Publicationoofaannew study: "Realities of Teenage Pregnancy"....

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MRC (Medical Research Center), the Royal Tropical Institute of the Netherlands (KIT) and the University of Sierra Leone, partners of the National Strategy for the Reduction of Teenage Pregnancy released on the 27th of June 2013 a new research entitled “Realities of Teenage Pregnancy in Sierra Leone”.

This research was developed based on the findings of an earlier study on promising practices in maternal and neonatal health in Sierra Leone, and the development of a comprehensive package of interventions proposed by a working group consisting of experts from the Ministry of Health and Sanitation (MoHS) and representatives of Non-Governmental Organisations (NGOs) working in the field of maternal and neonatal health (MNH) in Sierra Leone. The working group identified empowering community-based education to address traditional beliefs and practices as an important gap in the country’s efforts to achieving better health outcomes for women and newborns (Working group MNH package of interventions, 2011).

The severe consequences for young girls as the result of an increasing teenage pregnancy rate needs urgent attention

Teenage pregnancy and early marriage emerged as a focus for community education interventions to be piloted for a number of reasons. Firstly, empowering community education for the improvement of Maternal and Newborn Health (MNH) needs to address underlying gender and cultural norms and values as an important factor influencing MNH. These norms and values also influence early marriage and teenage pregnancy. Secondly the severe consequences for young girls as the result of an increasing teenage pregnancy rate was identified as needing urgent attention.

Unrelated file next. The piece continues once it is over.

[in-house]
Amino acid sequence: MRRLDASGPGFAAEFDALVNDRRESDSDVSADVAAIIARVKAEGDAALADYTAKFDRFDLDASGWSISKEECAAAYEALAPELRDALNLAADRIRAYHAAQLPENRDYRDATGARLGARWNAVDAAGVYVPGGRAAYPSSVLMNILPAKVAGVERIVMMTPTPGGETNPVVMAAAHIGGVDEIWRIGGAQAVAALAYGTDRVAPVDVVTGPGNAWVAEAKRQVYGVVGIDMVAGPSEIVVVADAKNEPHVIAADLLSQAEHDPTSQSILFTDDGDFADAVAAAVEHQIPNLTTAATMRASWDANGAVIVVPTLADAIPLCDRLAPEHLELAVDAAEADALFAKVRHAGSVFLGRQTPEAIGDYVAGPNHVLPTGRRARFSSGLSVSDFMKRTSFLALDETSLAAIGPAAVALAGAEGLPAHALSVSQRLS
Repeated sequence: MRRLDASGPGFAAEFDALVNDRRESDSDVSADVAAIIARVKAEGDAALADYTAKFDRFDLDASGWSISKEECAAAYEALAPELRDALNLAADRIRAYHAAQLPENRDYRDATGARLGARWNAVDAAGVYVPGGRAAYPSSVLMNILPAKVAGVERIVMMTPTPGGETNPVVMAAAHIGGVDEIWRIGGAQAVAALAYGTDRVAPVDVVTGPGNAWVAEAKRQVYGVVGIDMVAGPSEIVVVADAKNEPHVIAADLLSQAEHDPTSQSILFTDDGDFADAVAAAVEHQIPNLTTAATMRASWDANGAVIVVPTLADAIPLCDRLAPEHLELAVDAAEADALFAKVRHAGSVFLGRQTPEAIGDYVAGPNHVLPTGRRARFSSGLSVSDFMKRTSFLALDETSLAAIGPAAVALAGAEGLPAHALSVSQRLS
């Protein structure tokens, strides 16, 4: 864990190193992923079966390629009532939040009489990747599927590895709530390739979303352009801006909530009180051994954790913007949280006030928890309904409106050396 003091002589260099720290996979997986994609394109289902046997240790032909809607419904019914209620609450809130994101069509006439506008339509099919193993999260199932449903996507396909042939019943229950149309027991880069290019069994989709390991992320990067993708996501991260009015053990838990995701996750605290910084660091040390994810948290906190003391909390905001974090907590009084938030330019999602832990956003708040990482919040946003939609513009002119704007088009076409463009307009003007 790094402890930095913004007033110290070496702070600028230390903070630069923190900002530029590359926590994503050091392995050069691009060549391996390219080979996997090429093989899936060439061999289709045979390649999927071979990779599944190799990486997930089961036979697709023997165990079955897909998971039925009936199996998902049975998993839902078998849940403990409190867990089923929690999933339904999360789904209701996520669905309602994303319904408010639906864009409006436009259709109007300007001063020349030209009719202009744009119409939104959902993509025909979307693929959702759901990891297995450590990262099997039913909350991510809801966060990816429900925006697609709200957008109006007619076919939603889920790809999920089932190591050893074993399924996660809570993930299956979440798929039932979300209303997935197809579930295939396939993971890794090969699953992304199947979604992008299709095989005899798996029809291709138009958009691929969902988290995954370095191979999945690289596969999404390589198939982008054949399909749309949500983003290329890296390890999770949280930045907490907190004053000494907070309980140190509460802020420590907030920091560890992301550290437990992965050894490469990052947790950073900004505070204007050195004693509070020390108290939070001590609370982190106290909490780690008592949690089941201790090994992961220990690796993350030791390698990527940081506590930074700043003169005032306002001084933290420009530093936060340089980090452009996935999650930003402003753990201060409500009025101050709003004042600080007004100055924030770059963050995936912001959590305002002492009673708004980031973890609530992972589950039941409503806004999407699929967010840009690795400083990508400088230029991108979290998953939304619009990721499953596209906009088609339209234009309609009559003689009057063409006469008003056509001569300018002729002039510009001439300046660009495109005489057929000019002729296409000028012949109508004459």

This report presents the findings of a qualitative study conducted in 4 districts investigating the reasons for and consequences of teenage pregnancies. The research formed the input for the development of a community education intervention in Bo district in the second half of 2012. The intervention will be described and evaluated separately and is not part of this report.

A study that contextualizes girls’ choices and experiences regarding life, sexuality and pregnancy

The aim of this formative research was to develop an insight in how decisions to have sex, get pregnant and marriage are reached and what the consequences are, with an intent to inform the interventions that would direct the participative community education component. Our data are complementary to other research initiatives looking at teenage pregnancies in Sierra Leone. The value added is the qualitative data obtained that contextualize girls’ choices and experiences regarding sexuality, life stories of teenage mothers, and circumstances and consequences for the teenage girl who becomes pregnant.